One of my favorite parts about working on Brooklyn Spirits was having several excuses to hang out with an old pal, Dale DeGroff. I first met Dale back in the 1990s when he was working behind the bar at Blackbird. In fact, one year we celebrated my birthday there when Dale was behind the stick.
Subsequently I took a cocktail class from him and his enthusiasm for what he does was infectious. I was working at Clarkson Potter when they wisely chose to publish his awesome Craft of the Cocktail and that only furthered my education at the hands of the master.
Dale was a great interview – perhaps I’ll publish that as a future blog in its entirety – but he also devised a couple of cocktails for us. One featured his amazing bitters along with chocolate liqueur, cognac and cointreau noir called Brandy Coco (recipe on page 67 of Brooklyn Spirits).
The other is called Devil’s Due. It is the very first cocktail devised for New York Distilling Company’s rye whiskey. How do we know it was the first? Because we had to get some from the barrel a few months before its release to get to Dale to make the drink. That was a fun day at Long Island Bar. It was basically a blizzard, and Dale, Chris, Max and I holed up with Toby Cecchini, shooting the breeze and tasting amazing drinks for a couple of hours. Some days being a writer isn’t all that bad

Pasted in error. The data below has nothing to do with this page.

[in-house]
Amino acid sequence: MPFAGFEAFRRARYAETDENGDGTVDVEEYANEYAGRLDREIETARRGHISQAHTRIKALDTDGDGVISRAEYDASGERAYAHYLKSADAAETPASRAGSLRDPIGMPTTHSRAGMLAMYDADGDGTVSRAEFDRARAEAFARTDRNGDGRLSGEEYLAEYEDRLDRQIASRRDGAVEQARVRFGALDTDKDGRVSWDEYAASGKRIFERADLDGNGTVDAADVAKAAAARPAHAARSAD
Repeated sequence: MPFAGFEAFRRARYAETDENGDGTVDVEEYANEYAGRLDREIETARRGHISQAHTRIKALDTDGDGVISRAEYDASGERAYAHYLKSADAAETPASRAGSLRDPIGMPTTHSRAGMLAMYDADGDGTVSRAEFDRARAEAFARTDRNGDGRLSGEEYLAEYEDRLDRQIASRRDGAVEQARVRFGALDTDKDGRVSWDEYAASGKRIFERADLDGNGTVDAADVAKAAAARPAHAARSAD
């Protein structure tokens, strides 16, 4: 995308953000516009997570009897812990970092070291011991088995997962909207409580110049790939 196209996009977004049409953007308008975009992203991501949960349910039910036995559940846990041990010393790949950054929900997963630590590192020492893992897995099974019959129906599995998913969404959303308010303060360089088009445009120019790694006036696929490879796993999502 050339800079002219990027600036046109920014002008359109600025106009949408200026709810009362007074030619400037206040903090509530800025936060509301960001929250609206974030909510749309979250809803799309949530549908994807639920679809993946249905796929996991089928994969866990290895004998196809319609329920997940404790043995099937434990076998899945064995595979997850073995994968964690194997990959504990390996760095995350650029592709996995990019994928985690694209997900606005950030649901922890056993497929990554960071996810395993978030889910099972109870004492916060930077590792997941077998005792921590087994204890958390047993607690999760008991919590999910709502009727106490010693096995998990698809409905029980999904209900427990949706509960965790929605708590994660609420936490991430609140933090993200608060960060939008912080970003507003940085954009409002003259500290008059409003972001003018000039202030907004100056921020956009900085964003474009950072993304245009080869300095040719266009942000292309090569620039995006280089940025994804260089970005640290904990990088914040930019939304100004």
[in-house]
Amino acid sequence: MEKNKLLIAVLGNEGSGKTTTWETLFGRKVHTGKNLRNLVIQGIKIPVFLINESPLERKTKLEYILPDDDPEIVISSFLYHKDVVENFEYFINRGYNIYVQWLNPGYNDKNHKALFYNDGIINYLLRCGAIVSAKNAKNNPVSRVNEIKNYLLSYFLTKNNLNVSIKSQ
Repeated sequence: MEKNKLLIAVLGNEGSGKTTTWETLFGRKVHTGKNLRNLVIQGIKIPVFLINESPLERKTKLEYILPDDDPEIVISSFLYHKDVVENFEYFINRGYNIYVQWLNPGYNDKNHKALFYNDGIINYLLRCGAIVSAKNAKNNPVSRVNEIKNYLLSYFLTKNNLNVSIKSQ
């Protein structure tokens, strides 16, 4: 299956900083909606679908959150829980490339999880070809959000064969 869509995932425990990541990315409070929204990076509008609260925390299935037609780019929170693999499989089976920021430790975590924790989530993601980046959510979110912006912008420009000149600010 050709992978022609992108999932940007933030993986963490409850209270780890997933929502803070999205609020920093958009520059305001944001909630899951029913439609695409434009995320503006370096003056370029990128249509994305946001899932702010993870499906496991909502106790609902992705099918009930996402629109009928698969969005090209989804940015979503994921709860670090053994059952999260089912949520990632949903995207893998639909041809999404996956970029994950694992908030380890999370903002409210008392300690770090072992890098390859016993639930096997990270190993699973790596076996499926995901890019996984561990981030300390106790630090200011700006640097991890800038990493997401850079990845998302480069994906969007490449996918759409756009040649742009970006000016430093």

Here’s the recipe:
2 oz NYD rye
1 oz aged premium rum (I’ve been using El Dorado 12-year)
½ oz Cynar
an orange twist
Build in a rocks glass and give it a good stir. Flame the peel (optional) and drop it in.
One story that didn’t make the final book: We asked Dale about the name, which we loved but didn’t quite understand. He gave us a lesson in Cocktail Naming 101, “If I were to tell you there’s a story behind it I’d be lying. It just popped in my head when I tasted it. I thought, ‘this should be called the Devil’s Due.’ Sometimes you work for a week to get a good name for a drink. Sometimes it just happens. And it’s amazing how important it can be. You can have a spectacular drink that doesn’t get much play because people don’t take the name. Another drink that’s just OK will sell like crazy because of the name.”